Important Benefits The agriculture systems and technologies to be developed for future Bioregenerative Life Support Systems in Space can realize several important benefits from this new phase, with enhanced possibilities for developing and testing. Procedures and operations can be verified and tested. Data for productivity, reliability, maintenance and crew time involvement can be extensively collected to address the design. Effectiveness of devices and techniques for early stress detection, pathology and microbial control and validity of the countermeasures can be studied in the highly isolated ISS volumes. Models for prediction, optimization and control of the system behavior can be refined and validated. Compatibility with the peculiar aspects of the Space environment can be investigated and evaluated. 62

THE AGRICULTURE SYSTEMS AND TECHNOLOGIES TO BE DEVELOPED FOR FUTURE BIOREGENERATIVE LIFE SUPPORT SYSTEMS IN SPACE CAN REALISE SEVERAL IMPORTANT BENEFITS Though the ISS is currently limited in capabilities to host large agriculture systems, it will be a unique test bed for development of systems and parts necessary to support crew presence in orbits and transit to Planets. It will provide a number of indications on the specific effects of the environment (e.g. gravity, electromagnetic field, radiation, isolation) both on sensitive technologies (e.g. irrigation, humidity control) and procedures.

Challenging Yet Effective Research on the ISS needs to be paralleled with corresponding ground activities, with the following aims and advantages: performing wider and more controlled experimentation, capability to integrate lessons learned from ISS and ground experience; capturing the entire spectra of gravity dependence aimed at having the correct focus on reduced gravity planetary surface applications and exploiting analogues to advance technologies at an inter-

mediate maturity. For aspects such as architectural arrangement and operational procedures, and for many of the integrated technologies, (e.g. illumination, humidity control, irrigation, monitoring) ground testing can represent a realistic test bed to prototype systems for planetary surface applications. “Advances in critical technologies and procedures (e.g. illumination, nutrient delivery, monitoring systems) will be extremely beneficial for achieving on ground low-resource-demanding agriculture systems and are expected to focus dual interests of both terrestrial and Space industries in a common research effort,”added Fargnoli. Matteo Lamantea and Cesare Lobascio emphasised the opportunities offered by the different test environments, highlighting the role each will have. The speakers confirmed a need for a synergistic and complementary effort from the ISS to the ground. Summing up the consensus of opinion, Gene Giacomelli reports that workshop participants were in harmony with a shared vision to aid global food production challenges through advancements in CEA on Earth and capitalizing on agronomy initiatives for Space. It was agreed that data should continue to be shared to benefit terrestrial agriculture and future Space projects. The delegates concurred that they would continue to liaise to develop solutions to feed both this world, and the next. A date for the next AgroSpace Workshop was set as 24-25 May 2012.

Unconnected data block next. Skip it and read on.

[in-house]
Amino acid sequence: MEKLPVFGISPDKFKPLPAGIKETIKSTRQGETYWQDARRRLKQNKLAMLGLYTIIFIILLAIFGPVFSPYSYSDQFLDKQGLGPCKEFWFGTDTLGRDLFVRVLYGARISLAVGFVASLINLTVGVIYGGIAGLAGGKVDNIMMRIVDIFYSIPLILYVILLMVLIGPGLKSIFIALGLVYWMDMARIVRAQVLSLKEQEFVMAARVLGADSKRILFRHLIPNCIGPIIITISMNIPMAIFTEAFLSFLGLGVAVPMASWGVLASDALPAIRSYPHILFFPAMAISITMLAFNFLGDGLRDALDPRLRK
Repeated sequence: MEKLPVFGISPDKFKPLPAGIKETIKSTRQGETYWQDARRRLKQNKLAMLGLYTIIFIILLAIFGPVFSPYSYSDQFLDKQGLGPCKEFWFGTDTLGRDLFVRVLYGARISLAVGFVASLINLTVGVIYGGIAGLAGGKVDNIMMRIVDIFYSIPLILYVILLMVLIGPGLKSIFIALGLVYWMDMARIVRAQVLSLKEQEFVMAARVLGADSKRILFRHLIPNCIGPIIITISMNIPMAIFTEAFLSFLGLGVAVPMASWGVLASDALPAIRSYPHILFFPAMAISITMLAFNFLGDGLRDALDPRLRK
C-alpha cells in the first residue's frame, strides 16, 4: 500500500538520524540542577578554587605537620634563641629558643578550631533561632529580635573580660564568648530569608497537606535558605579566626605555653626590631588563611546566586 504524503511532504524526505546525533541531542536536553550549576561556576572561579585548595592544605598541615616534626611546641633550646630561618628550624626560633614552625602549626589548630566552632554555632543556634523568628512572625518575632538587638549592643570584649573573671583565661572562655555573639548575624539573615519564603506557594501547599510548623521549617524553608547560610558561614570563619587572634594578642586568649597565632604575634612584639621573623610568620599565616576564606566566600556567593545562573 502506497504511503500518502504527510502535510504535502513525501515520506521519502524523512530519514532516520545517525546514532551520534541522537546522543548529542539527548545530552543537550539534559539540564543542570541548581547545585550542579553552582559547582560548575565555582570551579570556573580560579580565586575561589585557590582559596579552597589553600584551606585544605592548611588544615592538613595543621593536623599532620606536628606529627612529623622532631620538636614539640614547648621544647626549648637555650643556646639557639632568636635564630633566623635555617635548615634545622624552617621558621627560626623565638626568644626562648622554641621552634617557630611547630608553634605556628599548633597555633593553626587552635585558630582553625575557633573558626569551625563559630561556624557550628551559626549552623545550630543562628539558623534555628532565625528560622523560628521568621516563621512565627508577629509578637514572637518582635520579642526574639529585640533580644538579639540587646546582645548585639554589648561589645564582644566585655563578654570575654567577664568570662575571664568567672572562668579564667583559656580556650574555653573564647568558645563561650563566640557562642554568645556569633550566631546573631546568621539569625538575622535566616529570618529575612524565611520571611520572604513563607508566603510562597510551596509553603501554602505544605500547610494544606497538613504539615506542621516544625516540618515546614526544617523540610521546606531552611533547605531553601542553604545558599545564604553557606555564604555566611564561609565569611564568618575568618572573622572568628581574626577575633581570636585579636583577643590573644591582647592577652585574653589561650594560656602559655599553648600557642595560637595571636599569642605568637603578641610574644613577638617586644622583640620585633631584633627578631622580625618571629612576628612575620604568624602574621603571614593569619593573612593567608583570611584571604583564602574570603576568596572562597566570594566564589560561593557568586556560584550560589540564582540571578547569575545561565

How sustainable is Dubai’s development? 64

Sustainable Development


ubai, a city-state in the United Arab Emirates with a population of around one million, would be one of the world's smallest but wealthiest countries on its own thanks to the oil wealth of its inhabitants. In addition to its penchant for acquiring records for the Guinness Book of World Records, Dubai has also embarked on an ambitious plan to boost its international standing in the eyes of the world's rich (and its neighbors) by building a number of artificial islands. These islands, which will house luxury residences, villas, and hotels, are a growing concern for environmentalists due to their impact on the local marine ecology. Dubai should be concerned as well for the long-term viability of the plan-rising sea levels from global climate change could spell trouble for its audacious and ostentatious investments. As Earth Island Journal puts it, "How ironic that the very people who drive rising sea levels through their businesses, which emit much of the world's greenhouse gases, will undoubtedly be some of the first to experience the devastating effects of climate change."

The Price of "The World": Dubai's Artificial Future While there have been numerous articles written recently about the proliferation of artificial island projects, the astounding "The World" venture among them, few have addressed or assessed the environmental impact of such massive undertakings and the transformation of both the sea and landscape. Until recently, Nakheel, the government-controlled corporation developing these ambitious projects, has been able to focus

predominantly on promoting rather than defending the islands, but new evidence of environmental detriment is bringing the company and its projects under fire from certain groups. Inspired by the three artificial palm tree-themed islands projects, The World is a heady $14 billion endeavor, consisting of 300 individual islands arranged to mimic the shape of the globe's landmasses.